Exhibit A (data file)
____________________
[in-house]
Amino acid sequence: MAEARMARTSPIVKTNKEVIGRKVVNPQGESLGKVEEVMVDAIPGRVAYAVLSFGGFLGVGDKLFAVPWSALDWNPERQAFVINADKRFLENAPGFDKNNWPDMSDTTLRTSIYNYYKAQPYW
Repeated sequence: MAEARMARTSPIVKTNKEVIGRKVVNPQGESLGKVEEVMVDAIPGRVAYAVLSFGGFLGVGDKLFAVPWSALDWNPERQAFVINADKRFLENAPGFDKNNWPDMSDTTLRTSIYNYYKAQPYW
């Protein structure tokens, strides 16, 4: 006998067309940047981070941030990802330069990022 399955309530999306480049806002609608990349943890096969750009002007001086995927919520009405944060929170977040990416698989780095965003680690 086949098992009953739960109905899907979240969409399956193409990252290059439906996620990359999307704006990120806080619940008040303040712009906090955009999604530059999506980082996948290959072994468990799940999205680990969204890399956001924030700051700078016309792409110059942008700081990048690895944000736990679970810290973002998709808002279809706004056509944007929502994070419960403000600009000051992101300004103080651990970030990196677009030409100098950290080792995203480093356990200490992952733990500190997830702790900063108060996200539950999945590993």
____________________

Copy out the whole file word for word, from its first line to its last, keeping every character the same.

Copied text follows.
[in-house]
Amino acid sequence: MAEARMARTSPIVKTNKEVIGRKVVNPQGESLGKVEEVMVDAIPGRVAYAVLSFGGFLGVGDKLFAVPWSALDWNPERQAFVINADKRFLENAPGFDKNNWPDMSDTTLRTSIYNYYKAQPYW
Repeated sequence: MAEARMARTSPIVKTNKEVIGRKVVNPQGESLGKVEEVMVDAIPGRVAYAVLSFGGFLGVGDKLFAVPWSALDWNPERQAFVINADKRFLENAPGFDKNNWPDMSDTTLRTSIYNYYKAQPYW
């Protein structure tokens, strides 16, 4: 006998067309940047981070941030990802330069990022 399955309530999306480049806002609608990349943890096969750009002007001086995927919520009405944060929170977040990416698989780095965003680690 086949098992009953739960109905899907979240969409399956193409990252290059439906996620990359999307704006990120806080619940008040303040712009906090955009999604530059999506980082996948290959072994468990799940999205680990969204890399956001924030700051700078016309792409110059942008700081990048690895944000736990679970810290973002998709808002279809706004056509944007929502994070419960403000600009000051992101300004103080651990970030990196677009030409100098950290080792995203480093356990200490992952733990500190997830702790900063108060996200539950999945590993």